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A Beautiful Blue Death Review By Wally Wood of Bookpleasures.com
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Wally Wood

Reviewer Wally Wood: Wally is a a professional writer and a member of the American Society of Journalists and Authors. He holds a master's degree in creative writing from the City University of New York as well as a bachelor's degree from Columbia University where he majored in philosophy. As a volunteer, he has taught writing in men's state prisons and to middle-school students in his local library.

His first novel, Getting Oriented: A Novel About Japan received positive reviews even from people who do not know him. As a ghost-writer, he has written 19 business books, all published by commercial publishers. He has recently published The Girl in the Photo which is currently available from Amazon and Barnes & Noble as a trade paperback or Kindle download.


 
By Wally Wood
Published on February 6, 2017
 

Author: Charles Finch

Publisher: St. Martin's/Minotaur

ISBN: 978-0-312-35977-5



Author: Charles Finch

Publisher: St. Martin's/Minotaur

ISBN: 978-0-312-35977-5

I've just read A Beautiful Blue Death by Charles Finch, his first mystery published in 2007, a perfectly adequate puzzle box that many people enjoyed and sold well enough that Finch has been able to publish ten more mysteries in the series.

It is set in London in the winter 1865 and is told from the point of view of Charles Lenox, "a man of perhaps forty," a wealthy, aristocratic bachelor who has, we learn, assisted the newly-established Metropolitan Police in their inquiries in the past. That Lenox has solved their cases has not endured him to the Yard's Sergeant Exeter.

The blue death is that of Prudence Smith, an apparent suicide. She had been a maid in the household of  Lady Jane Grey, "a childless widow of just past thirty," Lenox's Mayfair neighbor, and good friend. Lady Jane asks Lenox to look into the death which had occurred in the home George Bernard, the director of the Royal Mint. Lenox and his friend Thomas McConnell, a doctor and amateur scientist, go to Bernard's London mansion and establish almost immediately that Prudence was murdered by drinking a rare, and expensive poison. The game's afoot.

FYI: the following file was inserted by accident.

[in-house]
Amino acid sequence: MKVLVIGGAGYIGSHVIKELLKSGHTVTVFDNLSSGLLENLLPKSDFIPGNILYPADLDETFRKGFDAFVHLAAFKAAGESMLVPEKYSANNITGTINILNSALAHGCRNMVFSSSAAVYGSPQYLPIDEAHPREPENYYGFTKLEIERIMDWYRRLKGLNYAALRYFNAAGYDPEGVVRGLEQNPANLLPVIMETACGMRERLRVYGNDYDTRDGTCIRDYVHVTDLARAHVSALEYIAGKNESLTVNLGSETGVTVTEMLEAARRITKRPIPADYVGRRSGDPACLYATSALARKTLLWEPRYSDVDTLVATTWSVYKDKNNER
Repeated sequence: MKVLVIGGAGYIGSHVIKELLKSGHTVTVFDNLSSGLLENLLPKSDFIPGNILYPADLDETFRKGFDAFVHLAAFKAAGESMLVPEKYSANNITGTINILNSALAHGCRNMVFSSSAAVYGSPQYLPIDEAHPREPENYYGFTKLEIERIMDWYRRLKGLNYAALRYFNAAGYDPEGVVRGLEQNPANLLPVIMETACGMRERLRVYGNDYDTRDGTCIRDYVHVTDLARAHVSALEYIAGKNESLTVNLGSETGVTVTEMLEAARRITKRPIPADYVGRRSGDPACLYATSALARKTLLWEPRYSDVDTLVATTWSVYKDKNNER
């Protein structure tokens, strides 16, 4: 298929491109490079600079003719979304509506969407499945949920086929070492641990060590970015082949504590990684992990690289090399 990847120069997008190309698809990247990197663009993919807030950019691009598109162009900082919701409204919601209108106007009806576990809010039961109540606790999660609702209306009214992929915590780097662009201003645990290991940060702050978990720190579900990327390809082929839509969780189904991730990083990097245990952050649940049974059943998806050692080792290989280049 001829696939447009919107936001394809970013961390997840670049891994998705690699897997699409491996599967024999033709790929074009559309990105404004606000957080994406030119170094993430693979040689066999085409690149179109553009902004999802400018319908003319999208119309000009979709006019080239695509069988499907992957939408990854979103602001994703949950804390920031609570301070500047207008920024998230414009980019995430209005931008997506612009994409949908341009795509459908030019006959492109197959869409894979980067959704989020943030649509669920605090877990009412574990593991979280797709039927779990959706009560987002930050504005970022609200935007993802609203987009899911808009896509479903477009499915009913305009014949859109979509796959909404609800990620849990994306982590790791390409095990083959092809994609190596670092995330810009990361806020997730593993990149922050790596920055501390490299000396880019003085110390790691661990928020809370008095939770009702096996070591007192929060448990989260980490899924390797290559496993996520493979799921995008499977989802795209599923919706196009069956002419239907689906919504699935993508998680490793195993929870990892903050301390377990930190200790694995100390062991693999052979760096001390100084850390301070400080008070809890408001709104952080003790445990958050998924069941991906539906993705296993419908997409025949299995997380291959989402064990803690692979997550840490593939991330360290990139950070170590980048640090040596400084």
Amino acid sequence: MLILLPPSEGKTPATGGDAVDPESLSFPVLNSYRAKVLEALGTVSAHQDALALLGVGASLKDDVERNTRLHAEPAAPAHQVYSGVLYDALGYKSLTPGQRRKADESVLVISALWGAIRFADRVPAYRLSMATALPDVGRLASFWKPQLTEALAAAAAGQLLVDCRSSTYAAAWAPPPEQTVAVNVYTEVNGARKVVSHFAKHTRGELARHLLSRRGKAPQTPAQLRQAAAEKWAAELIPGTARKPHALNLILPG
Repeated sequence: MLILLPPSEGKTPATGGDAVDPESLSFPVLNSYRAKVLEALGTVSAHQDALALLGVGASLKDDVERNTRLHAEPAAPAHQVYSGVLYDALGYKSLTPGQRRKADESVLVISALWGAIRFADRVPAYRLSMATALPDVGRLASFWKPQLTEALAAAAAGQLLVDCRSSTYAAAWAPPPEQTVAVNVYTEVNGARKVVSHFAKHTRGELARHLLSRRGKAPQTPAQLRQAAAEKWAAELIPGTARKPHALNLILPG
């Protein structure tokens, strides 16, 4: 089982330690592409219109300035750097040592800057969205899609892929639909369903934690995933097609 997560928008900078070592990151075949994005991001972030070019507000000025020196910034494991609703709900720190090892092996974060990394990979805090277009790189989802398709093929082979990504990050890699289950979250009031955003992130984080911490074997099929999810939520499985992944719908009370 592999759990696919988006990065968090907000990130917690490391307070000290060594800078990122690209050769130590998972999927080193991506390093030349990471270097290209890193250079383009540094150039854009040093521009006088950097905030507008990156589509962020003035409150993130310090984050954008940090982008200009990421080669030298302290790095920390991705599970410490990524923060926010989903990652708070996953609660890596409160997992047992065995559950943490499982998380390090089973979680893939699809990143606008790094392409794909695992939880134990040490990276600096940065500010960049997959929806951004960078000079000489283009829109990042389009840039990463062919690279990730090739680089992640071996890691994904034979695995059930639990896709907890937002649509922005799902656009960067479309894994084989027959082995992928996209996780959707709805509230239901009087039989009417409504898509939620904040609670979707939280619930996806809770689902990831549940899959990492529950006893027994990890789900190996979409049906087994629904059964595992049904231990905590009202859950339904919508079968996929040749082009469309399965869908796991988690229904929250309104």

By the time Lenox has untangled all the clues and followed all the threads, a story so complex that the author has to explain it twice, justice has been done. In the course of it, Lenox enlists his butler Graham in quiet investigation below the stairs in Bernard's house, tries unsuccessfully to keep Lady Jane out of it, works McConnell and with his older brother Edmund an MP and around Exeter (shades of Watson, Mycroft Holmes, and Lestrade).

Because the book has been so popular (it's still in print), I have been thinking about why I found it so unsatisfactory. First, I think, because as I intimated above, it is Sherlock Holmes lite. Second, because the 1865 London setting sounds as if it's based on a carefully study of "Upstairs Downstairs" rather than on lived experience. Third, because the author did not convince me that the murderer's motivation was convincing, let alone the elaborate plot behind the murder. 

I have also been considering why so many readers find it satisfactory. Perhaps they like for the reasons I'm dissatisfied: Lenox is a more engaging character than Sherlock Holmes; they are persuaded by the historic setting; and they enjoy a puzzle's tangles. If you are a reader who enjoys historical mysteries and is not troubled by anachronisms, A Beautiful Blue Death may be for you.